Summer Solstice and Midsummer’s Eve

The summer solstice happens every year when the the Earth's North Pole is tilted the most toward the Sun. The summer solstice is the longest day of the year and astronomically, it's the beginning of summer in the Northern Hemisphere. In the Southern Hemisphere, winter will begin. Some people like to celebrate Midsummer's Day on June 24, which is an ancient quarter day that historically marks the middle of growing season. Midsummer's Eve is held the night before.

Solstice Facts

  • The word "solstice" comes from the Latin word "sol" which means Sun and from "stitium" which means "stopped." 
  • Have you noticed that the sun sets in a slightly different place every day? That's because the Earth is travelling around the Sun, and on the summer solstice, the Sun will set at the northernmost part of the sky before moving southward as we near the winter solstice.
  • The solstice does not happen at the same time every year but it often falls on June 20, 21 or 22. That's because the Earth takes 365.242 days to orbit the Sun, and we have a leap year every four years.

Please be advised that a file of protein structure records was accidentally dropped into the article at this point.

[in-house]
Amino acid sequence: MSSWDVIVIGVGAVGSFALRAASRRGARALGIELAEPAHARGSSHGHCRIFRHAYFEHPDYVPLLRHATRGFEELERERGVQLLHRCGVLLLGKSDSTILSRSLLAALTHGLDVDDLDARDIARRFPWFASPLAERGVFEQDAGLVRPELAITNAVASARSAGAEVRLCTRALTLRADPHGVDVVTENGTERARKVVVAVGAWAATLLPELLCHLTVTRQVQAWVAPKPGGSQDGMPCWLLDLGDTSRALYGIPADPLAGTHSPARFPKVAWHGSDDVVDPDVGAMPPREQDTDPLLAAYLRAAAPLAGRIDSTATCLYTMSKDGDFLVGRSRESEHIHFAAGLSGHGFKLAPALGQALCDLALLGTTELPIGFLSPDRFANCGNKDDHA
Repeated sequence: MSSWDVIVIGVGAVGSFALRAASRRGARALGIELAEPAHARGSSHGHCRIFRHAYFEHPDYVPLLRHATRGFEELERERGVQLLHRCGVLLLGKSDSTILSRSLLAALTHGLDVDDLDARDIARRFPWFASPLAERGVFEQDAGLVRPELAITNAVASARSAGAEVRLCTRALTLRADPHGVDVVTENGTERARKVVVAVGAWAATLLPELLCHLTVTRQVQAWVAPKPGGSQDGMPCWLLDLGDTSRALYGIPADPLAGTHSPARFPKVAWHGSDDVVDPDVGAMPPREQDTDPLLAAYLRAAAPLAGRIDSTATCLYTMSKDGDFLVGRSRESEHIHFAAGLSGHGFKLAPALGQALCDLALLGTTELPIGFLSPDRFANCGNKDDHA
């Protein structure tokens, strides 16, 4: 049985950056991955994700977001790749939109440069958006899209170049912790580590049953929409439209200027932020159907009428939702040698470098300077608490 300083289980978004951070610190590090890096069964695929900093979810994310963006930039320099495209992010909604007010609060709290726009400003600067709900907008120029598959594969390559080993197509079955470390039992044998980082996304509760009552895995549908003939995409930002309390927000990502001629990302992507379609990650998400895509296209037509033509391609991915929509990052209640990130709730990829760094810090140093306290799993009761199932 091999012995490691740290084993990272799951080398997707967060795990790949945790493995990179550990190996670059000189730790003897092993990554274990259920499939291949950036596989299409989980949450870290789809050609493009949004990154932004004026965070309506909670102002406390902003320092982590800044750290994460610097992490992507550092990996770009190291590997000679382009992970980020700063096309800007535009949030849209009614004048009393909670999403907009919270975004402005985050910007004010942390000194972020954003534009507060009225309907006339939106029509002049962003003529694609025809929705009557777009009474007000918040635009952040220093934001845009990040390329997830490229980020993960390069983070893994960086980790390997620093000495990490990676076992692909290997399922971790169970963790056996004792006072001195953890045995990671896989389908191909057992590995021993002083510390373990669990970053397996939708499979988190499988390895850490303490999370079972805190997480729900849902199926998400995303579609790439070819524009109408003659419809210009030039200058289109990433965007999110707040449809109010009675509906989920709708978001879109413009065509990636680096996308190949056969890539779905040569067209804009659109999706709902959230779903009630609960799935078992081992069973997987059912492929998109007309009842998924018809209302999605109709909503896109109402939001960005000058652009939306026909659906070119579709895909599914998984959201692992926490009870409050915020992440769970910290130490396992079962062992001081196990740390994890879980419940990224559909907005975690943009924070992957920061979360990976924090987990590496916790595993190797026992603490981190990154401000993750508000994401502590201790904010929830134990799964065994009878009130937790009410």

• If you stand outside on the solstice, you'll see your shortest shadow. That's because the Sun is highest in the sky above you. In the winter, you have longer shadows because the Sun is lower in the sky. 
  • The summer solstice is the longest day of the year! But that's misleading because each day is 24 hours long. During the solstice, when we say "longest day," we mean that it's the day with the longest daylight. In the winter, it's the shortest (least amount of sun) day.
  • You'd think that on the solstice, the sun would rise the earliest. Nope! It usually occurs about a week ahead of time, depending on the Earth's elliptical (elongated) orbit.
  • The stones at Stonehenge, opens a new window mark the solstice. It's incredible to think that our ancestors were so in tune with the sun that they built a monument that aligns with the movement of the Earth.

Celebrate the Solstice

  • Try the Swedish tradition of eating the first strawberries of the season (and perhaps with cream, yum!).
  • Have a bonfire! Check local fire ordinances or for any fire bans first.
  • Decorate your home with fresh summer flowers. 
  • Check out National Geographic virtually for more wonders of the world.
  • Read The Longest Day by Wendy Pfeffer with your family or friends.
  • Whip up a new dish to celebrate the long hot days of summer. Maybe something hot and spicy in honor of summer? Or pick up a cookbook on preserving and canning your garden.
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